One envisions Wayne LaPierre being enveloped by an Everglades Python!


An intriguing vision indeed!

You know, I'm a hunter and a gun-owner.....but the NRA is crazy.

Atually PJ, and this might surprise you, the toxicity of fluoride in drinking water is a serious issue, addressed by the National Academy of Sciences in 2006, but with very little response from EPA or CDC, other than to warn about overexposures to infants.

http://www.nap.edu/catalog.php?record_id=11571

The health benefits of fluoride prevention of tooth decay appear to be limited to the surficial application of this chemical, but not with ubiquitous wide-spread oral consumption. So Uncle Fred appears to be at least partially right.

With regards to the guns rights issue: it's high time for more sensible restrictions.

I am ALSO a law abiding citizen. I also vote. I am also a veteran. I also pay my taxes. And a gun owner. And I think it is an excellent article.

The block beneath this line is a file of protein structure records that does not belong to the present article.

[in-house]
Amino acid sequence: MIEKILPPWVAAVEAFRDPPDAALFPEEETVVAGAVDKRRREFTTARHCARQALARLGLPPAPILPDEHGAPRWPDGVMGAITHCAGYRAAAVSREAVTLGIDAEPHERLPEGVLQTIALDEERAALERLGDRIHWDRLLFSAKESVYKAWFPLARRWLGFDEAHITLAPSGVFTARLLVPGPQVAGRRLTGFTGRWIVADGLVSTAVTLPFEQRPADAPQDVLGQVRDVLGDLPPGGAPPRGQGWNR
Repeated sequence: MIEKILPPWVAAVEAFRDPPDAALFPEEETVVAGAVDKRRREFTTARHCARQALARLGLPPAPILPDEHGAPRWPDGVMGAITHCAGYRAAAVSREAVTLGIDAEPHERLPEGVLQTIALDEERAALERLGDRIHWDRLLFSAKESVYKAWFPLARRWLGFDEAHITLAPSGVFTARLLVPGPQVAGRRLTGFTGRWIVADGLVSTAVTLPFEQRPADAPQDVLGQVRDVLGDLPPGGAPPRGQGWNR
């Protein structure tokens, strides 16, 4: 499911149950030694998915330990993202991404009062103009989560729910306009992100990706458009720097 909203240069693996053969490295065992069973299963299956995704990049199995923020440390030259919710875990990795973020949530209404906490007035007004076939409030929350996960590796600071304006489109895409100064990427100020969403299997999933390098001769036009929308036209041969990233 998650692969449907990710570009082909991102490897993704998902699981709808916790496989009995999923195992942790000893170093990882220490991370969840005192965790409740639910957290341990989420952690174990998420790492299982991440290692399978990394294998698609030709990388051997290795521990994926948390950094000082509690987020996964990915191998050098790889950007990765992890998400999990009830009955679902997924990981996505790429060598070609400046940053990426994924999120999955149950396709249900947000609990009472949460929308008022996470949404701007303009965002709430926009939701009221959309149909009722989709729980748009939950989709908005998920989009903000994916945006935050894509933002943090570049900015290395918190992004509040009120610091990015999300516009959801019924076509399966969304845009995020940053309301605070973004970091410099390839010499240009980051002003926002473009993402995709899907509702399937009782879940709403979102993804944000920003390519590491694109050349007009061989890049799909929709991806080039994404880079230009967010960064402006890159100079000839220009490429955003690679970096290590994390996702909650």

Shame on you, PJ, for so blatantly using your First Amendment rights.


It didn't take long in a Google search to find an example


Except there is no evidence that individual had no training.

Yes, having training is a good thing. In fact the NRA is a huge proponent of training. But there is no indication that the lack of a training requirement to get a CC permit is an issue. In fact, I would guess there are very few - if any - people who apply for a Utah CC permit that haven't ever fired a gun.

For Zeb -

I don't know how you could interpret the wording of the 2nd amendment any other way.

"the right of the people to keep and bear Arms, shall not be infringed." And yes I know there is the statement regarding the need for a militia in front of that phrase but in the times the entire adult male populous was the militia. To not understand how the 2nd amendment protects private ownership is to not understand the context of the history and the 2nd amendment's formation.

As to AK47s, other than being underpowered for any reasonably sized game, why not use it to hunt?

BTW - the "right" to drive a car is not guaranteed in the Constitution.

YPW - I agree on the credit card bill. That is why we need single subject legislation so that bills (and their provisions) stand on their own merits and Congressmen can't hide their votes.

ecbuck, don't forget the part about the militia being regulated. The fact is that the 2nd amendment, just like the first, is not without limits. Some states ban semi automatic weapons. It's high time we have federal reasonable limits put on gun ownership. Weapons of war have no business being sold to ordinary citizens.